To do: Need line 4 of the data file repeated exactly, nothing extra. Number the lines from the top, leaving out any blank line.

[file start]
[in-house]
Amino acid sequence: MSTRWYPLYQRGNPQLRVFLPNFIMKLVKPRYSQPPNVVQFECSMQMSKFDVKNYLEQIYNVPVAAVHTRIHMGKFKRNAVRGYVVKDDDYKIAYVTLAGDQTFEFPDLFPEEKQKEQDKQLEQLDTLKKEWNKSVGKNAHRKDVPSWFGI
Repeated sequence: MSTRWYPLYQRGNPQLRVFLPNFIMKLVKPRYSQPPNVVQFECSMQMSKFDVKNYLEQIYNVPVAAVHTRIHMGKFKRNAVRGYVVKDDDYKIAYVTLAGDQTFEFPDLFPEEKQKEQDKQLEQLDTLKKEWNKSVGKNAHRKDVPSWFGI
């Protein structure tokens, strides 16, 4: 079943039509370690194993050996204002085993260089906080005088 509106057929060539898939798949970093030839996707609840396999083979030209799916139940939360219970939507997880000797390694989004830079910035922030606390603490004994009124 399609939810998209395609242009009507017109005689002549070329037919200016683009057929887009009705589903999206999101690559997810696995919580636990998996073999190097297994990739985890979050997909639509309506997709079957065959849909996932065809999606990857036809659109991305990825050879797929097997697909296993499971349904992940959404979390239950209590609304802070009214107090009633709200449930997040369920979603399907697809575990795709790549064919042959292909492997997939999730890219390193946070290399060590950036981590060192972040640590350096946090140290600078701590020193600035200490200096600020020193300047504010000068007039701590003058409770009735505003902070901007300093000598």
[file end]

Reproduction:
């Protein structure tokens, strides 16, 4: 079943039509370690194993050996204002085993260089906080005088 509106057929060539898939798949970093030839996707609840396999083979030209799916139940939360219970939507997880000797390694989004830079910035922030606390603490004994009124 399609939810998209395609242009009507017109005689002549070329037919200016683009057929887009009705589903999206999101690559997810696995919580636990998996073999190097297994990739985890979050997909639509309506997709079957065959849909996932065809999606990857036809659109991305990825050879797929097997697909296993499971349904992940959404979390239950209590609304802070009214107090009633709200449930997040369920979603399907697809575990795709790549064919042959292909492997997939999730890219390193946070290399060590950036981590060192972040640590350096946090140290600078701590020193600035200490200096600020020193300047504010000068007039701590003058409770009735505003902070901007300093000598």